Cyber security: Are stricter regulations the answer?

Government networks, critical infrastructure operators, and the private sector are facing an increasing frequency and sophistication of cyber attacks and breaches of information security -- often with discovery after the fact.
Written by Torsten George, Agiliance, Contributor
Commentary - In October, the Securities and Exchange Commission (SEC) Division of Corporation Finance released a guidance document that outlines disclosure practices for public companies in light of the most recent spike in cyber security attacks and associated data breaches. The guidance document hints that companies have to be paying more attention to assessing the impact of cyber security attacks and its outcome; especially as it relates to weaknesses in the security posture and preventive measures of the organization.

While it will be interesting to see how this new guidance will influence the interaction between CISOs and their business peers as it relates to securing bigger budgets to address the risk associated with Advanced Persistent Threats (APT), the overarching question is, if the SEC guidance is a sufficient measure to overcome the chasm between compliance and security:

2011 has seen record numbers of cyber security attacks and associated breaches with very public disclosures from Citigroup, the International Monetary Fund, RSA (The Security Division of EMC), Lockheed Martin, Google, Sony, ADP, and NASDAQ amongst the many. These attacks are just the tip of the iceberg. Government networks, critical infrastructure operators, and the private sector are facing an increasing frequency and sophistication of cyber attacks and breaches of information security -- often with discovery after the fact.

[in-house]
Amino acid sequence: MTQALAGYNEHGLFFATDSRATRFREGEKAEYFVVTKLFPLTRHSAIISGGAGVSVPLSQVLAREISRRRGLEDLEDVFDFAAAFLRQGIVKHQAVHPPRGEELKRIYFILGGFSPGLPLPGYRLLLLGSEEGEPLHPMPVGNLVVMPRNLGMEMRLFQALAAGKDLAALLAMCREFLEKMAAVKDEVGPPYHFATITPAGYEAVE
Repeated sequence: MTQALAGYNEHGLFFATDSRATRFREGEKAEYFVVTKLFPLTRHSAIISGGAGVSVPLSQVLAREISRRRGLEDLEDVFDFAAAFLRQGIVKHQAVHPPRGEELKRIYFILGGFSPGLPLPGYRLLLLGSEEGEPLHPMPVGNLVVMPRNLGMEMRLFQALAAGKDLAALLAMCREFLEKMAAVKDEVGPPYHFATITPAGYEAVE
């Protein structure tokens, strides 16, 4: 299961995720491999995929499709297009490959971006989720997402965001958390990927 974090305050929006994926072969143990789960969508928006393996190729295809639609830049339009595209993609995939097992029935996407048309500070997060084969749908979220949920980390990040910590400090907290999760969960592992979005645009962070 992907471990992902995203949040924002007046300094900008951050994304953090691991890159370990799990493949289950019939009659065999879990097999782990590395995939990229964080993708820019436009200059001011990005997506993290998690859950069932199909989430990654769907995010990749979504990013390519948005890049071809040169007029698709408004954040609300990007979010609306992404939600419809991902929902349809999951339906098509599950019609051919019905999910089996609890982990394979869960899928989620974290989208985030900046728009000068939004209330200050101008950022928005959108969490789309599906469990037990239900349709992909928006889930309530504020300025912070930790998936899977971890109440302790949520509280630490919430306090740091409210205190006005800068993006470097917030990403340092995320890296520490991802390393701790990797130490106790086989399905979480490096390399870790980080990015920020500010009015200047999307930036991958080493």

The 2012 Global State of Information Security Survey, which was conducted by PwC US in conjunction with CIO and CSO magazines among more than 9,600 security executives from 138 countries, reveals that only 16 percent of respondents believe their organizations are prepared and have security policies that are able to confront an APT.

Even General Keith Alexander, head of the U.S. Cyber Command, acknowledges that the Pentagon and intelligence agencies must do more to protect their computer systems and coordinate with private companies to safeguard public networks.

Taking these statistics and statements from leading government and commercial sector security officials into account, the question arises if the SEC guidance fell short of its objectives and therefore stricter regulations are required to drive a risk-, security-driven approach throughout public and private industry.

It’s well known that the majority of organizations puts compliance first, not security. Unfortunately, being compliant does not equate to being secure, as compliance lacks the correlation to risk and is conducted periodically, rather than continuously. Thus, only regulations that mandate prioritizing security in the overall picture will really move the needle.